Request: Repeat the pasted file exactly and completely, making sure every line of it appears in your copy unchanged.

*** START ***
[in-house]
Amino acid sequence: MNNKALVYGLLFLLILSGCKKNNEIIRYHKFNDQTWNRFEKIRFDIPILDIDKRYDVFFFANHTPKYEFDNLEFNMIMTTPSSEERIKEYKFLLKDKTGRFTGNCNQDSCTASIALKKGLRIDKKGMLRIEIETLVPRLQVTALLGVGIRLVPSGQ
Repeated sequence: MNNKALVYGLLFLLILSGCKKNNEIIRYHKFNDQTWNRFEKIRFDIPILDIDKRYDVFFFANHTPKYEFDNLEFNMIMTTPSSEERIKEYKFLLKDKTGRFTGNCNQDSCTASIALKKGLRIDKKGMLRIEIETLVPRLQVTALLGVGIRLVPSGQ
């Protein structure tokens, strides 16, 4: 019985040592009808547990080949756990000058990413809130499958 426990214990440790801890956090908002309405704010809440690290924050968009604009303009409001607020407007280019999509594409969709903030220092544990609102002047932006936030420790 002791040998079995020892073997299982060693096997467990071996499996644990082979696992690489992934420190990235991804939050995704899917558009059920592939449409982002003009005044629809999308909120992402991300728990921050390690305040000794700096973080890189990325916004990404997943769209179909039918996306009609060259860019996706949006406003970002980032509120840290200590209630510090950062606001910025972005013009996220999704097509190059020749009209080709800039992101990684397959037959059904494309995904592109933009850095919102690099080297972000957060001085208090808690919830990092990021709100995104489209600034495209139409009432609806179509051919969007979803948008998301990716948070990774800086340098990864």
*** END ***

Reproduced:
[in-house]
Amino acid sequence: MNNKALVYGLLFLLILSGCKKNNEIIRYHKFNDQTWNRFEKIRFDIPILDIDKRYDVFFFANHTPKYEFDNLEFNMIMTTPSSEERIKEYKFLLKDKTGRFTGNCNQDSCTASIALKKGLRIDKKGMLRIEIETLVPRLQVTALLGVGIRLVPSGQ
Repeated sequence: MNNKALVYGLLFLLILSGCKKNNEIIRYHKFNDQTWNRFEKIRFDIPILDIDKRYDVFFFANHTPKYEFDNLEFNMIMTTPSSEERIKEYKFLLKDKTGRFTGNCNQDSCTASIALKKGLRIDKKGMLRIEIETLVPRLQVTALLGVGIRLVPSGQ
């Protein structure tokens, strides 16, 4: 019985040592009808547990080949756990000058990413809130499958 426990214990440790801890956090908002309405704010809440690290924050968009604009303009409001607020407007280019999509594409969709903030220092544990609102002047932006936030420790 002791040998079995020892073997299982060693096997467990071996499996644990082979696992690489992934420190990235991804939050995704899917558009059920592939449409982002003009005044629809999308909120992402991300728990921050390690305040000794700096973080890189990325916004990404997943769209179909039918996306009609060259860019996706949006406003970002980032509120840290200590209630510090950062606001910025972005013009996220999704097509190059020749009209080709800039992101990684397959037959059904494309995904592109933009850095919102690099080297972000957060001085208090808690919830990092990021709100995104489209600034495209139409009432609806179509051919969007979803948008998301990716948070990774800086340098990864």